A series of ionomers was synthesized by melt polycondensation of poly(ethylene glycol) (PEG) oligomers and dimethyl 5-sulfoisophthalate sodium salt. The molar mass of the PEG spacer was either 400, 600, or 900, and the cation was exchanged from sodium to lithium or cesium by dialysis. Since the anions are covalently attached to the ionomer chains and are essentially immobile relative to the cations, these ionomers are excellent models for polymeric single-ion electrolytes. The experimental evidence to date suggests that the cations do not aggregate to form the usual ion clusters seen in other ionomers. No relaxation time associated with ion clusters was observed in rheological measurements, nor was an "ionomer peak" observed in small-angle X-ray scattering measurements. The ionic conductivity increases significantly with increasing PEG spacer molecular weight, although the total cation content decreases at the same time. At room temperature, the highest conductivity (10 -6 S/cm) was achieved for the sodium ionomer with PEG spacer M n = 900, similar to other single-ion polymer electrolytes. The various ionomers, although with significantly different cation type and concentration, have almost the same ionic conductivity at the same temperature interval from the corresponding glass transition temperature. This strongly supports that ion migration in these ionomers is closely correlated with the segmental mobility of the polymer matrix.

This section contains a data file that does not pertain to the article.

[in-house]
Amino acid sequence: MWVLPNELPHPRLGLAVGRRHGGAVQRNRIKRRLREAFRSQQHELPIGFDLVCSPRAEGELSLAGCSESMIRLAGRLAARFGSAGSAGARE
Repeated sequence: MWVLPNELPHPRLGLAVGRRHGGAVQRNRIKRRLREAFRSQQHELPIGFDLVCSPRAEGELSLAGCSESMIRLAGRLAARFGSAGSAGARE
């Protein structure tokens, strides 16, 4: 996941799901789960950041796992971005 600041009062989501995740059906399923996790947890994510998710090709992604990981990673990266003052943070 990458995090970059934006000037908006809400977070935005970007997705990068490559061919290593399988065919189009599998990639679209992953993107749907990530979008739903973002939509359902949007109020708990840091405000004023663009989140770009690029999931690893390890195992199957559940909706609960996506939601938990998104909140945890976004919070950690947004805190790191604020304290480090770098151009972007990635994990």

All Science Journal Classification (ASJC) codes
- General Chemistry
- General Chemical Engineering
- Materials Chemistry